À table, mes amis!

Stem Ginger Cake

IMG_4357With a long walk on Friday and a trip to Compton Verney yesterday, I had two picnics to cater for this week, so my thoughts turned to cake. Picnics are one of my favourite things – I still have a vivid memory of an idyllic picnic many summers ago in a field full of buttercups by a stream, with my brothers and some family friends. My favourite alfresco meals include something other than sandwiches (good though these can be): yesterday we had boxes of lightly dressed lentil salad, a bag of lettuce washed and kept fresh in a little cooler bag, crisp radishes, hard-boiled (but only just – 8 minutes) eggs and a couple of pink satin slices of prosciutto, cheese, apples – and of course ginger cake!

Ginger cake (or gingerbread) is a traditional picnic staple: it keeps well – indeed improves with keeping for a day or two – travels well and is delicious eaten with an apple and some crumbly Lancashire or Cheshire cheese in the fresh air with an appetite sharpened by walking. Mind you, it is equally welcome with a mug of tea by the fire on a cold winter’s day.

I spent an enjoyable half-hour reading ginger cake recipes – from Constance Spry’s Belvoir Ginger Cake and everyday gingerbread (‘suitable for nursery tea’) to Delia Smith’s more genteel stem ginger cake. In the end I went back to Nigel Slater’s Double Ginger Cake from his first Kitchen Diaries, albeit with some alterations: I replaced some of the golden syrup with treacle to give that distinctive gingerbread taste and used spelt flour and baking powder as I didn’t have any self-raising flour. The method is easy, as it doesn’t require creaming the butter and sugar, and I particularly like his inclusion of stem ginger in syrup, which some traditional recipes omit. The result was entirely satisfactory – the three of us on our walk managed to polish off a large chunk without any trouble, and I was very happy to eat it again with Mrs Kirkham’s Lancashire and an apple at the end of yesterday’s picnic.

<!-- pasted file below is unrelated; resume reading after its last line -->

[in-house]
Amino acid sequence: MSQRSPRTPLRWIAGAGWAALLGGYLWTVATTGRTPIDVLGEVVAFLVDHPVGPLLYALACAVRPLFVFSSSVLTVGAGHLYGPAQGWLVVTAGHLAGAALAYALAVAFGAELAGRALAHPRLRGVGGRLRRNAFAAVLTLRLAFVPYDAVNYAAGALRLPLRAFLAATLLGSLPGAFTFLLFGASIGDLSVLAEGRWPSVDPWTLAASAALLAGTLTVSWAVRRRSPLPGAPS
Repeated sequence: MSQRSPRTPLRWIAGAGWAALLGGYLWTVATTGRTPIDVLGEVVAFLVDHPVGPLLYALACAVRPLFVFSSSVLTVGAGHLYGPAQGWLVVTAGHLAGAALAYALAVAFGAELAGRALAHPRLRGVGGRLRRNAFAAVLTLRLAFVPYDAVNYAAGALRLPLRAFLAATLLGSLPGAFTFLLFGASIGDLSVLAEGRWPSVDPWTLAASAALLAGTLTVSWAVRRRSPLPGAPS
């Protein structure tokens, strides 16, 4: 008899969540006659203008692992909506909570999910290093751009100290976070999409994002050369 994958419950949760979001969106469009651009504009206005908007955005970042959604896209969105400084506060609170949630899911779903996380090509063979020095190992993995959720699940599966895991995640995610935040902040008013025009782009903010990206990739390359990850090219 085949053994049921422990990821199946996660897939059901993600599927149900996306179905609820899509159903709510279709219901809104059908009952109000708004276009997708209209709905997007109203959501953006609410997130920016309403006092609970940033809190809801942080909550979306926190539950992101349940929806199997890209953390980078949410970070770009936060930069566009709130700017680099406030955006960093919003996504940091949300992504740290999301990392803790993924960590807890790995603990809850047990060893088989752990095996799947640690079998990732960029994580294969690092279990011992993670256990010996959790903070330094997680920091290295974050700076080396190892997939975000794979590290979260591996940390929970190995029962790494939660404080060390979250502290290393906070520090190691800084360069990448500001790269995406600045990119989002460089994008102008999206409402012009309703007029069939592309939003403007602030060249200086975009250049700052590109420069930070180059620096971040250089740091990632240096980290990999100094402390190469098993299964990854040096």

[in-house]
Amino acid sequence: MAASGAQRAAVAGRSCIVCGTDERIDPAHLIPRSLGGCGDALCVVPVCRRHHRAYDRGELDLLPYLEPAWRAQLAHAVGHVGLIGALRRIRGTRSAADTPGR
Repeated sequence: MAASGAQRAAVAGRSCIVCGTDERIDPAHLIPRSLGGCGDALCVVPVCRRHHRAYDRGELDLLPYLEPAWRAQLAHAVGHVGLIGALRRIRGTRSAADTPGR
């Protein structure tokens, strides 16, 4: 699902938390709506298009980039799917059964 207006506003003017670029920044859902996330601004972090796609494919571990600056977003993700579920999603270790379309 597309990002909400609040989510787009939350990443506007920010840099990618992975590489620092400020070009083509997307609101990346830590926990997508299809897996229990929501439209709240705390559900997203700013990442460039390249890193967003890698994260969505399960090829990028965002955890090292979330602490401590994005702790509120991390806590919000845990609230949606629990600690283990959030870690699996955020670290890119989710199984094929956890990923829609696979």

This recipe makes a large cake, which filled a 21 cm square by 5 cm high baking tin. Nigel Slater says the recipe is enough for eight, but I cut it into 20 generous square pieces, so even if some people can manage two I reckon it feeds 10-12 comfortably.

250g spelt flour
3 tsps baking powder
1 tsp bicarbonate of soda
2 tsps ground ginger
half tsp ground cinnamon
a pinch of salt
120g golden syrup
80g treacle
2 tbsps of the ginger syrup
125g butter
3 large lumps of stem ginger
2 heaped tbsps sultanas
125g muscovado sugar
2 eggs
240 ml milk

Line the tin with baking parchment and put the oven on to warm at 180ºC/Gas 4. Start by sifting the flour and other dry ingredients into a large mixing bowl, making sure they are well combined. Measure the two syrups, treacle and butter into a small pan and warm over a low heat. Dice the ginger and add it too, followed by the sultanas and sugar. Bring the mixture to a simmer, stirring it until all is incorporated, then take off the heat.

Measure out the milk in a measuring jug, then break in the eggs and beat gently to mix together.  Pour the contents of the saucepan into the flour and stir with a large silicone spatula. Add the milk and eggs and stir the sloppy mixture until you can’t see any flour.

Pour the mixture into the lined tin and bake for 35 minutes , when a wooden skewer poked into the middle of the cake comes out clean. Put the tin on a rack and leave to cool. If you can resist trying some straight away, wrap in clean greaseproof, waxed paper or foil and leave it to improve for a day or two – or just wrap the whole tin and take it to your picnic.